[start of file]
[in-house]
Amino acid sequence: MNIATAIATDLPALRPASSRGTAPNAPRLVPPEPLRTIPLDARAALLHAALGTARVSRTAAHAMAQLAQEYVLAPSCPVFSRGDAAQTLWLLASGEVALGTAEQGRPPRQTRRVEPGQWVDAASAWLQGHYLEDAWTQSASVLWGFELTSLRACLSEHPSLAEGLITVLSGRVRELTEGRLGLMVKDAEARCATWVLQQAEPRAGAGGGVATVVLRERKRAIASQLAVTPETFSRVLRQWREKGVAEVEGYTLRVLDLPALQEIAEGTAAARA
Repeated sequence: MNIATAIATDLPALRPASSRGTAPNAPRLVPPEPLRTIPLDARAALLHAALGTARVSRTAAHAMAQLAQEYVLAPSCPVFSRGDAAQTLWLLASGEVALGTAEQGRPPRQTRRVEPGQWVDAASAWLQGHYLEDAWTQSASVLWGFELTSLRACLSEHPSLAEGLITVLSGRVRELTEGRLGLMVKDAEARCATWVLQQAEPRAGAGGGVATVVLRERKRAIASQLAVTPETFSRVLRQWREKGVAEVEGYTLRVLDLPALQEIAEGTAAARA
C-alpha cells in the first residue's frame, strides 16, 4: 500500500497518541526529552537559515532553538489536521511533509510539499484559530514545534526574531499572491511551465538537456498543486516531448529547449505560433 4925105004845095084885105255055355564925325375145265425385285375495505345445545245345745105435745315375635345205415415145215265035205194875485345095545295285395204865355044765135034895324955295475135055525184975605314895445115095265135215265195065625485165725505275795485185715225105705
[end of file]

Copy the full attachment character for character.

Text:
[in-house]
Amino acid sequence: MNIATAIATDLPALRPASSRGTAPNAPRLVPPEPLRTIPLDARAALLHAALGTARVSRTAAHAMAQLAQEYVLAPSCPVFSRGDAAQTLWLLASGEVALGTAEQGRPPRQTRRVEPGQWVDAASAWLQGHYLEDAWTQSASVLWGFELTSLRACLSEHPSLAEGLITVLSGRVRELTEGRLGLMVKDAEARCATWVLQQAEPRAGAGGGVATVVLRERKRAIASQLAVTPETFSRVLRQWREKGVAEVEGYTLRVLDLPALQEIAEGTAAARA
Repeated sequence: MNIATAIATDLPALRPASSRGTAPNAPRLVPPEPLRTIPLDARAALLHAALGTARVSRTAAHAMAQLAQEYVLAPSCPVFSRGDAAQTLWLLASGEVALGTAEQGRPPRQTRRVEPGQWVDAASAWLQGHYLEDAWTQSASVLWGFELTSLRACLSEHPSLAEGLITVLSGRVRELTEGRLGLMVKDAEARCATWVLQQAEPRAGAGGGVATVVLRERKRAIASQLAVTPETFSRVLRQWREKGVAEVEGYTLRVLDLPALQEIAEGTAAARA
C-alpha cells in the first residue's frame, strides 16, 4: 500500500497518541526529552537559515532553538489536521511533509510539499484559530514545534526574531499572491511551465538537456498543486516531448529547449505560433 4925105004845095084885105255055355564925325375145265425385285375495505345445545245345745105435745315375635345205415415145215265035205194875485345095545295285395204865355044765135034895324955295475135055525184975605314895445115095265135215265195065625485165725505275795485185715225105705